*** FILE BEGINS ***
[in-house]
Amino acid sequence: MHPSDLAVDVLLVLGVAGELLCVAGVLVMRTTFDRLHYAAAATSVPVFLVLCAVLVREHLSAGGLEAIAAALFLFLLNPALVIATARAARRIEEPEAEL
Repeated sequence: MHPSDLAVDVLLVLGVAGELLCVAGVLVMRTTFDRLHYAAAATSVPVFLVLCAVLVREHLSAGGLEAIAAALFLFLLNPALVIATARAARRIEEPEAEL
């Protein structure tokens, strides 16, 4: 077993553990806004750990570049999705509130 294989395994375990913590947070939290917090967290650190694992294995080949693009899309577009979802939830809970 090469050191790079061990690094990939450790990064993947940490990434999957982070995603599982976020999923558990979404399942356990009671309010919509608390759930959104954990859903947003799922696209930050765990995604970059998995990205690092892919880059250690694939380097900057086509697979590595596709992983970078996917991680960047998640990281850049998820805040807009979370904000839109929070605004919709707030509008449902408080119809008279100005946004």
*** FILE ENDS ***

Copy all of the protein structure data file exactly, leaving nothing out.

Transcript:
[in-house]
Amino acid sequence: MHPSDLAVDVLLVLGVAGELLCVAGVLVMRTTFDRLHYAAAATSVPVFLVLCAVLVREHLSAGGLEAIAAALFLFLLNPALVIATARAARRIEEPEAEL
Repeated sequence: MHPSDLAVDVLLVLGVAGELLCVAGVLVMRTTFDRLHYAAAATSVPVFLVLCAVLVREHLSAGGLEAIAAALFLFLLNPALVIATARAARRIEEPEAEL
């Protein structure tokens, strides 16, 4: 077993553990806004750990570049999705509130 294989395994375990913590947070939290917090967290650190694992294995080949693009899309577009979802939830809970 090469050191790079061990690094990939450790990064993947940490990434999957982070995603599982976020999923558990979404399942356990009671309010919509608390759930959104954990859903947003799922696209930050765990995604970059998995990205690092892919880059250690694939380097900057086509697979590595596709992983970078996917991680960047998640990281850049998820805040807009979370904000839109929070605004919709707030509008449902408080119809008279100005946004």